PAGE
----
Federal Estate Tax – Marital Deduction – Annuity for Life with Guaranteed Certain Payments Not Divided Into Two Properties by Insurer’s Accounting Treatment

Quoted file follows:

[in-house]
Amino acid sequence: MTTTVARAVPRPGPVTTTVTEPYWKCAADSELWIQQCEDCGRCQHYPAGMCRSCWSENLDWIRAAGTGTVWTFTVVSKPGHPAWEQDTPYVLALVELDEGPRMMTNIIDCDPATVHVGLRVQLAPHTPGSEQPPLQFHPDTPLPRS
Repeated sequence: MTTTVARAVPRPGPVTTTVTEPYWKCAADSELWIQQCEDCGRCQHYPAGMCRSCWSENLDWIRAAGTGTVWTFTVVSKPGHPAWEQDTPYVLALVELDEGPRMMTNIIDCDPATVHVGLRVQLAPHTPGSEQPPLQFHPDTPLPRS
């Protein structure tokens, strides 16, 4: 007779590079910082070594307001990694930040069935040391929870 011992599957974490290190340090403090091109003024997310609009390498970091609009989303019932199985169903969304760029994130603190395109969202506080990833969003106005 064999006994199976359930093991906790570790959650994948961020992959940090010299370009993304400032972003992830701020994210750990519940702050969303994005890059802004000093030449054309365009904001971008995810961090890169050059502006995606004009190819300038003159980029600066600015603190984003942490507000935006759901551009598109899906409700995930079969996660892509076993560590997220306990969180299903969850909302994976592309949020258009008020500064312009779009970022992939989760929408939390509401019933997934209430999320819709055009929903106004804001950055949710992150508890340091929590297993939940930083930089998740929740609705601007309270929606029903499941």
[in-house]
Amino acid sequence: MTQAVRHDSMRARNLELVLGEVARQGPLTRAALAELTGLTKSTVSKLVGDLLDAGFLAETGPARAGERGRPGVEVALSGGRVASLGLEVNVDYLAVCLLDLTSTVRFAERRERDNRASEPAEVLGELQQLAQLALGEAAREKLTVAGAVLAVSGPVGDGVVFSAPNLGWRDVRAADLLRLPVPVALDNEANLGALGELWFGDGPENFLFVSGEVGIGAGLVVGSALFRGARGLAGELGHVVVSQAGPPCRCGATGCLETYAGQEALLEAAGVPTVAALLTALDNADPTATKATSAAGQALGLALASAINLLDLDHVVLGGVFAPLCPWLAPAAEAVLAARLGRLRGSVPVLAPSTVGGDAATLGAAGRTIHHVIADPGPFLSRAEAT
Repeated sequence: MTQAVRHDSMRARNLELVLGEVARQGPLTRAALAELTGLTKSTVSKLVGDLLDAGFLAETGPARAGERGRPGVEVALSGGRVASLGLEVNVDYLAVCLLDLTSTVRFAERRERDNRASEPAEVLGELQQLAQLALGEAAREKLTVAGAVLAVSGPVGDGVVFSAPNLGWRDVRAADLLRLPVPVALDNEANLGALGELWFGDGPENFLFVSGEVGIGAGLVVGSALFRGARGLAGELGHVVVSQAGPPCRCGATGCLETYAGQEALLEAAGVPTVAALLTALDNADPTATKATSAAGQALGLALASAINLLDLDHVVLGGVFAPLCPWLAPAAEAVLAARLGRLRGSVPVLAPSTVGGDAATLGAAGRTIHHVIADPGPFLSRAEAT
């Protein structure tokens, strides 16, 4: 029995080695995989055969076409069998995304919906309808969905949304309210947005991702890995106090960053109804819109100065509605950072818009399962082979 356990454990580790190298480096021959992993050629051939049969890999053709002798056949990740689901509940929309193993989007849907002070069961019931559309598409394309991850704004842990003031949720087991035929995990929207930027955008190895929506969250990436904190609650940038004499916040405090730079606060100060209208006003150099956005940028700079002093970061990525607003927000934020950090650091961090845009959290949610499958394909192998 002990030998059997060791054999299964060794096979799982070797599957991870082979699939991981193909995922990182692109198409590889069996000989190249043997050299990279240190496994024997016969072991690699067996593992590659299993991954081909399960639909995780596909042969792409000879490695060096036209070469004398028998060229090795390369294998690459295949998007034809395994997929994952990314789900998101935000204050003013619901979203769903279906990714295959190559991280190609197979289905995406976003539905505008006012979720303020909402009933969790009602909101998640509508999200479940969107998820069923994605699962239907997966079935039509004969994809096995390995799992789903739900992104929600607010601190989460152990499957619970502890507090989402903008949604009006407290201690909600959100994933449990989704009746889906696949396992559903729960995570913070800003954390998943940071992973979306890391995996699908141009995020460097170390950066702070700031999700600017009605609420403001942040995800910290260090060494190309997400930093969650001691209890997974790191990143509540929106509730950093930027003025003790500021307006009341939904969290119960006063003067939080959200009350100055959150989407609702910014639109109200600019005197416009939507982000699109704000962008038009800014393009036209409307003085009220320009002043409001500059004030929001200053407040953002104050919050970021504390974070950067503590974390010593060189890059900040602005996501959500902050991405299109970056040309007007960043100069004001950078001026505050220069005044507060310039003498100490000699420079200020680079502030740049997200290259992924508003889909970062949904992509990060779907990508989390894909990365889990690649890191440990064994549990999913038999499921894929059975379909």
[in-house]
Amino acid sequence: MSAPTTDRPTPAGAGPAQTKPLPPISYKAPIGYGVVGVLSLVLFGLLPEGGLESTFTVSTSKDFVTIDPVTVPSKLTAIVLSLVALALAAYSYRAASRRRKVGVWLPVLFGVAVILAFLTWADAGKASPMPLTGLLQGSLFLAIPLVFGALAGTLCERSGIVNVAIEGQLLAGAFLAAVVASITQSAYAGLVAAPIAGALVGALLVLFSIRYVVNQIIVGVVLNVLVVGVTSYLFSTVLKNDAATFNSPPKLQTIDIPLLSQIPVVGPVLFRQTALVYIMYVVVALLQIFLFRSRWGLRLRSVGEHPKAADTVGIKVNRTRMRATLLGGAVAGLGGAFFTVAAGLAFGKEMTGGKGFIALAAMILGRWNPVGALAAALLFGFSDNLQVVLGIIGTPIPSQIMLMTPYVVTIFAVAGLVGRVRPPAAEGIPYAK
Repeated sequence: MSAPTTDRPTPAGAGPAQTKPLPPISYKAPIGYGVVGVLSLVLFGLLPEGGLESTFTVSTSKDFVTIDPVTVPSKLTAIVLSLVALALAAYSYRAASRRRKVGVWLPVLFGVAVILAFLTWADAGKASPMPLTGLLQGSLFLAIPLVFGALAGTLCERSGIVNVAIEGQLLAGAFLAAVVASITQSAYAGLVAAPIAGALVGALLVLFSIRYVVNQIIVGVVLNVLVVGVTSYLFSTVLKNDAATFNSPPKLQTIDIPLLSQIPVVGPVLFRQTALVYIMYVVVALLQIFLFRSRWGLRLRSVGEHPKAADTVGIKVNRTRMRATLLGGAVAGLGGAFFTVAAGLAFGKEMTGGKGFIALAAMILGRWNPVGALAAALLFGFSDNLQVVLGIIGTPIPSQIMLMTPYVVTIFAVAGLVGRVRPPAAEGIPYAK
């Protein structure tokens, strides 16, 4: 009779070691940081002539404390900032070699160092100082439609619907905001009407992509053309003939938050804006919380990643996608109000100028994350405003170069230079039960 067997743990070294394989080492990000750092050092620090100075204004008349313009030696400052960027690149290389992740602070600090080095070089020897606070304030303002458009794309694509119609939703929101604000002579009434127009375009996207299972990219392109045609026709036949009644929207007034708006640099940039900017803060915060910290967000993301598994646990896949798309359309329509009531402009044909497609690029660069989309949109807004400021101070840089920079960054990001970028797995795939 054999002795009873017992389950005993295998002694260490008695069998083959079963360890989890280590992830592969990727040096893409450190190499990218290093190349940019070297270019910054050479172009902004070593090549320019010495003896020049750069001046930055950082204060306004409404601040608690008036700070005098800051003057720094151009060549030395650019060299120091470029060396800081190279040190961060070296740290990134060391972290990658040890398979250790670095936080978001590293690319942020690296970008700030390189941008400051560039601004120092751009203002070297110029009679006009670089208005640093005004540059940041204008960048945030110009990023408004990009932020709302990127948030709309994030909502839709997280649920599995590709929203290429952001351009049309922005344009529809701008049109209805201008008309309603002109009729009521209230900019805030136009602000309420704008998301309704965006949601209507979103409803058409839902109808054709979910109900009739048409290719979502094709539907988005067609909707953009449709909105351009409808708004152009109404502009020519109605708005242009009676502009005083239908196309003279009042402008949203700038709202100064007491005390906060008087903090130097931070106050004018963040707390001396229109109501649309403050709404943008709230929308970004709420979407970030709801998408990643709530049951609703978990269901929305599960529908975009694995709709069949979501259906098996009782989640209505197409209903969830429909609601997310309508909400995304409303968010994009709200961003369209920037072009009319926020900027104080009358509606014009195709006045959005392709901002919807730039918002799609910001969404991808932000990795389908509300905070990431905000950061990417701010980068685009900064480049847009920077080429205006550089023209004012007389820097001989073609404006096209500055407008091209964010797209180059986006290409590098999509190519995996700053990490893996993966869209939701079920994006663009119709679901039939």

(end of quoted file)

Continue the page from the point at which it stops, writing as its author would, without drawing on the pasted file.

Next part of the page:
Plaintiff, executor of decedent’s estate, brought suit to recover an overpayment of federal estate tax. Decedent had purchased a life insurance policy and had elected an option under which proceeds would be paid to his wife in monthly payments for her life; however, the option also guaranteed a minimum of 240 payments. In the event the wife died before 240 payments were made, payments were to continue to decedent’s daughter, or on the death of both wife and daughter, the commuted value of the remaining guaranteed payments would be paid in lump sum to the estate of the survivor. The insurers made book entries allocating $17,956.41 of the total proceeds to fund the 240 guaranteed payments- or “annuity certain” – and $7,231.09 to fund the annuity payable to the wife to the extent that she might live longer than 240 months – “contingent life annuity.” No division of the proceeds was made by the terms of the policy. The federal estate tax was paid on the value of both the annuity certain and the contingent life annuity. Plaintiff then brought suit for a refund of the tax on the value of the contingent life annuity claiming that the separate accounting treatment of this annuity made it separate property, and that it therefore qualified for the marital deduction since the wife’s interest in the contingent annuity was exclusive. The district court accepted this theory, and allowed the refund, but was reversed by the Court of Appeals for the Second Circuit. On certiorari to the United States Supreme Court, held, affirmed, three Justices dissenting. Because separate book entries by the insurer allocating portions of the total insurance proceeds to fund the contingent and certain payments of an annuity are not sufficient to divide this annuity into separate properties, the proceeds constituted one “property” in which the widow had a terminable, and therefore a non-deductible, interest. Meyer v. United States, 364 U.S. 410 (1960).